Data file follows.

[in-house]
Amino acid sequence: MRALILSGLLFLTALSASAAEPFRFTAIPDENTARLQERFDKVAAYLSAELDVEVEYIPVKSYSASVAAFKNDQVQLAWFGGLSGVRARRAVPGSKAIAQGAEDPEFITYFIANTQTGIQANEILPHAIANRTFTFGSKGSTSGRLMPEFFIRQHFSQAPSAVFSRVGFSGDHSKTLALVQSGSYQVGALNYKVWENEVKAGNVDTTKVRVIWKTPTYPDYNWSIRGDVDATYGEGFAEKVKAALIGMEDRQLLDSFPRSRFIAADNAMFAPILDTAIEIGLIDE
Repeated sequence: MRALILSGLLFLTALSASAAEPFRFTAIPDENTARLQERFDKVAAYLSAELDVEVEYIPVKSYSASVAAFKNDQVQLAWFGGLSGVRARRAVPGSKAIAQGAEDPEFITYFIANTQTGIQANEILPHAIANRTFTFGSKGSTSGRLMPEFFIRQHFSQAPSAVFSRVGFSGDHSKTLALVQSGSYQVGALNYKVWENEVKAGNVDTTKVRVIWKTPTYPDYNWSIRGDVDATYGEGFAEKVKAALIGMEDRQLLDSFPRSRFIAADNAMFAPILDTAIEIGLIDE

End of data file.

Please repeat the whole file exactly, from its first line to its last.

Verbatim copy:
[in-house]
Amino acid sequence: MRALILSGLLFLTALSASAAEPFRFTAIPDENTARLQERFDKVAAYLSAELDVEVEYIPVKSYSASVAAFKNDQVQLAWFGGLSGVRARRAVPGSKAIAQGAEDPEFITYFIANTQTGIQANEILPHAIANRTFTFGSKGSTSGRLMPEFFIRQHFSQAPSAVFSRVGFSGDHSKTLALVQSGSYQVGALNYKVWENEVKAGNVDTTKVRVIWKTPTYPDYNWSIRGDVDATYGEGFAEKVKAALIGMEDRQLLDSFPRSRFIAADNAMFAPILDTAIEIGLIDE
Repeated sequence: MRALILSGLLFLTALSASAAEPFRFTAIPDENTARLQERFDKVAAYLSAELDVEVEYIPVKSYSASVAAFKNDQVQLAWFGGLSGVRARRAVPGSKAIAQGAEDPEFITYFIANTQTGIQANEILPHAIANRTFTFGSKGSTSGRLMPEFFIRQHFSQAPSAVFSRVGFSGDHSKTLALVQSGSYQVGALNYKVWENEVKAGNVDTTKVRVIWKTPTYPDYNWSIRGDVDATYGEGFAEKVKAALIGMEDRQLLDSFPRSRFIAADNAMFAPILDTAIEIGLIDE